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Scientific Writing and Communication: Papers, Proposals, and Presentations, Third Edition, covers all the areas of scientific communication that a scientist needs to know and master in order to successfully promote his or her research and career. This unique "all-in-one" handbook begins with a discussion of the basic principles of scientific writing style and composition and then applies these principles to writing research papers, review articles, grant proposals, research statements, and résumés, as well as to preparing academic presentations and posters.
A practical presentation carefully introduces basic writing mechanics before moving into manuscript planning and organizational strategies. Extensive hands-on guidance for composing scientific documents and presentations then follows.
Relevant and multidisciplinary examples selected from real research papers and grant proposals by writers ranging from students to Nobel Laureates illustrate clear technical writing and common mistakes that one should avoid.
Annotated text passages bring the writing principles and guidelines to life by applying them to real-world, relevant, and multidisciplinary examples.
Extensive end-of-chapter exercise sets provide the opportunity to review style and composition principles and encourage readers to apply them to their own writing.
Writing guidelines and revision checklists warn scientists against common pitfalls and equip them with the most successful techniques to revise a scientific paper, review article, or grant proposal.
The book's clear, easy-to-follow writing style appeals to both native and non-native English speakers; special ESL features also point out difficulties experienced primarily by non-native speakers.
Tables and lists of sample sentences and phrases aid in composing different sections of a scientific paper, review article, or grant proposal.
Thorough attention to research articles advises readers on composing successful manuscripts for publication in peer-reviewed journals from initial drafting to the response to reviewers.
Comprehensive coverage of grant writing guides scientists through the entire process of applying for a grant, from the initial letter of inquiry to proposal revision and submission.
Angelika H. Hofmann is Instructor for Scientific Writing and Communication at Yale University, where she also heads a successful team of grant writers. Renowned in the world of scientific communication, she is the founder of "SciWri Services," a venture that provides consulting and editing services as well as workshops at universities around the world.
Table of Contents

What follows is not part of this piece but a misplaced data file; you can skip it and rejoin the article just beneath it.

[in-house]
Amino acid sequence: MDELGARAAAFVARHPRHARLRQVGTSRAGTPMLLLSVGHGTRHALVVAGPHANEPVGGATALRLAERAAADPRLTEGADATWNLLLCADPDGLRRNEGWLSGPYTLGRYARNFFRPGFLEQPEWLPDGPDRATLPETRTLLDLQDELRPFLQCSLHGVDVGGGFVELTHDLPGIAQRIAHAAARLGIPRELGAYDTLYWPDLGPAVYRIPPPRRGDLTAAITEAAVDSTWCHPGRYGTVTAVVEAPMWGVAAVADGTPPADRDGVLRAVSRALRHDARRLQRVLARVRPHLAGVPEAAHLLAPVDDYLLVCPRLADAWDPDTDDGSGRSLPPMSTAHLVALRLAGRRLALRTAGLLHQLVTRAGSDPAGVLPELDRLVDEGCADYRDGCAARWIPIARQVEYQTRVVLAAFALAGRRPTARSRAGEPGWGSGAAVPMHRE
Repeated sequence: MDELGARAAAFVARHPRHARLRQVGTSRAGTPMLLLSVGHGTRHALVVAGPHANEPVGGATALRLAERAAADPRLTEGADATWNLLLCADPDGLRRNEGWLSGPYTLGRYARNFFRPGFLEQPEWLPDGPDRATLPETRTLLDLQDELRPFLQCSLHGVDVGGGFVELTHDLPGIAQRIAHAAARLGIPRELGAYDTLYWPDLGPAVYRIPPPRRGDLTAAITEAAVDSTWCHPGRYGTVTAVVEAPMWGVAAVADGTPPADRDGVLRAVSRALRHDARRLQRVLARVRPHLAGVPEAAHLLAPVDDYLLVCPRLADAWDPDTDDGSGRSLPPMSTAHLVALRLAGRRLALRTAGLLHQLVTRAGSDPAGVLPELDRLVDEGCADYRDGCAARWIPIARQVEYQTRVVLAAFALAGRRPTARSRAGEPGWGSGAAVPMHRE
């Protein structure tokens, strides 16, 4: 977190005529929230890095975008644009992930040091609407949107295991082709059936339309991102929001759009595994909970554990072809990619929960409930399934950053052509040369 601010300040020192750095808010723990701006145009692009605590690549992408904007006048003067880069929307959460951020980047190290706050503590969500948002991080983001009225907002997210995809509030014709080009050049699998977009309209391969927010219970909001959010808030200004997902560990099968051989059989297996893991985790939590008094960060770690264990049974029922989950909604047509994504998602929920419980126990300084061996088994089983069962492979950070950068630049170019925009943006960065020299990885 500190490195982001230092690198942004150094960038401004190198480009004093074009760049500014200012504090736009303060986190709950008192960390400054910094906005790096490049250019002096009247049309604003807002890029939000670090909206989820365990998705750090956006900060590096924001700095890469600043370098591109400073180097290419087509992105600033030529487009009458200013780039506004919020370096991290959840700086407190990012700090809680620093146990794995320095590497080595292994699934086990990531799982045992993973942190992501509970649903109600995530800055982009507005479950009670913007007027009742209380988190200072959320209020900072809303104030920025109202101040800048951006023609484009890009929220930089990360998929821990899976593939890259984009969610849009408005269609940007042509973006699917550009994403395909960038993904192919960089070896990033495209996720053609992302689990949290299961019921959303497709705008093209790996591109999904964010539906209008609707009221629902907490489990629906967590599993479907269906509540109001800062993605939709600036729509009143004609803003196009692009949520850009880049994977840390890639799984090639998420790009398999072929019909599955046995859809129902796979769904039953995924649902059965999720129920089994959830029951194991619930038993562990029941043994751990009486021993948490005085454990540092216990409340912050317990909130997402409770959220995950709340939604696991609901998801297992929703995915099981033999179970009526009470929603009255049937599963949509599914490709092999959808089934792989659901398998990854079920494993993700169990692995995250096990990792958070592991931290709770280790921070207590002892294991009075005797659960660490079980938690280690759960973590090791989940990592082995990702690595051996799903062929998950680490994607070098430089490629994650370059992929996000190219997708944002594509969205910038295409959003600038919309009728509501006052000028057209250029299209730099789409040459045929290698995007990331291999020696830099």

Preface PART I. SCIENTIFIC WRITING BASICS: Style and Composition Chapter 1. Science and Communication 1.1 The Scientific Method 1.2 Communication and Ethics 1.3 About Readers 1.4 About Writers 1.5 Different Writing Genres 1.6 Mastering Scientific Writing Chapter 2. Individual Words 2.1 The Central Principle 2.2 Word Choices 2.3 Word Choice--Special Cases 2.4 Redundancies and Jargon 2.5 Abbreviations 2.6 Nomenclature and Terminology 2.7 Dictionaries Chapter 3. Word Location 3.1 Readers' Expectations 3.2 Competition for Emphasis 3.3 Placement of Words Chapter 4. Technical Sentences 4.1 Grammar and Technical Style 4.2 Person 4.3 Voice 4.4 Tense 4.5 Sentence Length 4.6 Verbs and Action 4.7 Clusters of Nouns 4.8 Pronouns 4.9 Lists and Comparisons 4.10 Faulty Comparisons 4.11 Common Errors Chapter 5. Special ESL Grammar Problems 5.1 Prepositions 5.2 Articles 5.3 Verbs 5.4 Adjectives and Adverbs 5.5 Nouns and Pronouns 5.6 Grammar References Chapter 6. From Sentences to Paragraphs 6.1 Paragraph Structure 6.2 Paragraph Organization 6.3 Paragraph Coherence 6.4 Condensing PART II. PLANNING AND LAYING THE FOUNDATION Chapter 7. The First Draft 7.1 The Writing Process 7.2 Prewriting 7.3 Authorship 7.4 Drafting a Manuscript 7.5 Outlining and Composing a Manuscript 7.6 Writer's Block? 7.7 For ESL Authors 7.8 Outside Help Chapter 8. References and Plagiarism 8.1 About References 8.2 Source Material 8.3 Managing References 8.4 Text Citations 8.5 Plagiarism 8.6 Paraphrasing 8.7 References within a Scientific Paper 8.8 The Reference List 8.9 Common Reference Styles 8.10 Citing the Internet 8.11 Footnotes and Endnotes 8.12 Acknowledgments Chapter 9. Figures and Tables 9.1 General Guidelines 9.2 Importance of Formatting and Placement of Information 9.3 Figure or Table? 9.4 General Information on Figures 9.5 Types of Figures 9.6 Formatting Graphs 9.7 Examples of Graphs 9.8 Figure Legends 9.9 General Information on Tables 9.10 Formatting Tables 9.11 Formulas, Equations, Proofs, and Algorithms Chapter 10. Basics of Statistical Analysis 10.1 General Guidelines 10.2 Basic Statistical Terminology 10.3 Distribution Curves 10.4 Statistical Analysis of Data 10.5 Reporting Statistics 10.6 Graphical Representation 10.7 Useful Resources for Statistical Analysis 10.8 Checklist PART III. MANUSCRIPTS: Research Papers and Review Articles A. Research Papers Chapter 11. The Introduction 11.1 Overall 11.2 Components and Format 11.3 Elements of the Introduction 11.4 Special Case: Introductions for Descriptive Papers 11.5 Important Writing Guidelines for the Introduction 11.6 Signals for the Reader 11.7 Common Problems of Introductions 11.8 Sample Introductions 11.9 Revising the Introduction Chapter 12. Materials and Methods Section 12.1 Overall 12.2 Components 12.3 Format 12.4 Important Writing Guidelines for Materials and Methods 12.5 Ethical Conduct 12.6 Common Problems of Materials and Methods Section 12.7 Sample Materials and Methods Sections 12.8 Revising the Materials and Methods Section Chapter 13. Results 13.1 Overall 13.2 Components 13.3 Format 13.4 Important Writing Guidelines for the Results 13.5 Signals for the Reader 13.6 Common Problems of the Results Section 13.7 Sample Results Sections 13.8 Revising the Results Section Chapter 14. Discussion 14.1 Overall 14.2 Components 14.3 Format 14.4 First Paragraph 14.5 Middle Paragraphs 14.6 Last Paragraph 14.7 Important Writing Guidelines for the Discussion 14.8 Signals for the Reader 14.9 An Alternative: Results and Discussion 14.10 Common Problems of the Discussion 14.11 Sample Discussions 14.12 Revising the Discussion Chapter 15. Abstract 15.1 Overall 15.2 Components 15.3 Format 15.4 Applying Basic Writing Rules 15.5 Signals for the Reader 15.6 Common Problems of the Abstract 15.7 Reasons for Rejection 15.8 Revising the Abstract Chapter 16. Titles, Title Pages, and Key Words 16.1 Overall 16.2 Strong Titles 16.3 The Title Page 16.4 Running Title 16.5 Key Words 16.6 Revising the Title Chapter 17. Revising and Reviewing a Manuscript 17.1 Revising the First Draft 17.2 Subsequent Drafts 17.3 Reviewing a Manuscript Chapter 18. Final Version, Submission, and Peer Review 18.1 General Advice on the Final Version 18.2 Submitting the Manuscript 18.3 Writing a Cover Letter 18.4 The Review Process B. Review Articles Chapter 19. Review Articles 19.1 Overall 19.2 Types of Reviews and General Content 19.3 Format 19.4 Title 19.5 Abstract of a Review Article 19.6 Introduction of a Review Article 19.7 Main Analysis Section of a Review Article 19.8 Conclusion of a Review Article 19.9 References 19.10 Signals for the Reader 19.11 Coherence 19.12 Common Problems of Review Articles 19.13 Revising the Review Article PART IV. GRANT PROPOSALS Chapter 20. Proposal Writing 20.1 General 20.2 Types of Proposals 20.3 Choosing a Sponsoring Agency 20.4 Federal Agencies 20.5 Private Foundations 20.6 Corporations and Other Funders 20.7 Preliminary Steps to Writing a Proposal 20.8 Online Resources 20.9 Starting to Write a Grant 20.10 Interacting with the Funder Chapter 21. Letters of Inquiry and Preproposals 21.1 General 21.2 Components and Format 21.3 Abstract/Overview 21.4 Introduction/Background 21.5 Statement of Need 21.6 Objective and Specific Aims 21.7 Strategy and Goals 21.8 Leadership and Organization 21.9 Budget 21.10 Impact and Significance 21.11 Cover Letter 21.12 Verbal Proposals 21.13 LOI Outlines 21.14 Revising an LOI/Preproposal Chapter 22. Proposal Abstracts and Specific Aims 22.1 Overall 22.2 Proposal Abstracts 22.3 Specific Aims 22.4 Significance and Impact 22.5 Applying Basic Writing Rules 22.6 Signals for the Reader 22.7 Common Problems 22.8 Reasons for Rejection 22.9 Revising the Abstract and Specific Aims Chapter 23. Background and Significance 23.1 Overall 23.2 Emphasis, Format, and Length 23.3 References 23.4 Elements of the Section 23.5 Sample Significance Section for Federal Grants 23.6 Signals for the Reader 23.7 Coherence 23.8 Common Problems 23.9 Revising the Background and Significance Section Chapter 24. Innovation 24.1 General remarks on proposal sections 24.2 Components 24.3 Format 24.4 Signals for the Reader 24.5 Common Problems 24.6 Revising the Innovation Section Chapter 25. Preliminary Results 25.1 Function 25.2 Content 25.3 Format 25.4 Important Writing Principles 25.5 Signals for Preliminary Results 25.6 Common Problems of Preliminary Results 25.7 Revising the Preliminary Results Chapter 26. Approach/Research Design 26.1 Overall 26.2 Components 26.3 Format 26.4 Closing Paragraph 26.5 Signals for the Reader 26.6 Common Problems 26.7 Revising the Research Design and Methods Section Chapter 27. Budget and Other Special Proposal Sections 27.1 Budget 27.2 Other Special Proposal Sections Chapter 28. Revising and Submitting a Proposal 28.1 General 28.2 Before Sending Out the Proposal 28.3 Revising the Proposal 28.4 Submitting the Proposal 28.5 Being Reviewed 28.6 Site Visits 28.7 Reasons for Rejection 28.8 If Your Proposal Is Rejected 28.9 Resubmission of a Proposal 28.10 If Your Proposal Is Funded PART V. POSTERS AND PRESENTATIONS Chapter 29. Posters and Conference Abstracts 29.1 Function and General Overview 29.2 Conference Abstracts 29.3 Poster Components 29.4 Poster Format 29.5 Sections of a Poster 29.6 Photos, Figures, and Tables for Posters 29.7 Resources for Preparing and Presenting a Poster 29.8 Revising a Poster 29.9 Presenting the Poster 29.10 Sample Posters 29.11 Checklist for a Poster Chapter 30. Oral Presentations 30.1 Before the Talk 30.2 Components and Format of a Scientific Talk 30.3 Visual Aids 30.4 Planning and Preparing for a Talk 30.5 Giving the Talk 30.6 Voice and Delivery 30.7 Vocabulary and Style 30.8 Body Actions and Motions 30.9 At the End of the Presentation 30.10 Questions and Answers 30.11 Other Speech Forms 30.12 Resources 30.13 Checklist for an Oral Presentation PART VI. JOB APPLICATIONS Chapter 31. Job Applications and Interviews 31.1 Overall 31.2 Curricula Vitae (CVs) and Résumés 31.3 Cover Letters 31.4 Accompanying Documents 31.5 Research Statements 31.6 Teaching Statements 31.7 Most Common Interview Questions 31.8 Resources 31.9 Letters of Recommendation 31.10 Checklist for the Job Application Appendix A: Commonly Confused and Misused Words Appendix B: MS Word Basics and Top 20 MS Word Tips Appendix C: Excel Basics and Top 20 Excel Tips Appendix D: PowerPoint Basics and Top 20 PowerPoint Tips Appendix E: MS Office Cheat Sheet Answer Key Glossary of English Grammar Terms Glossary of Scientific and Technical Terms Bibliography Credits Index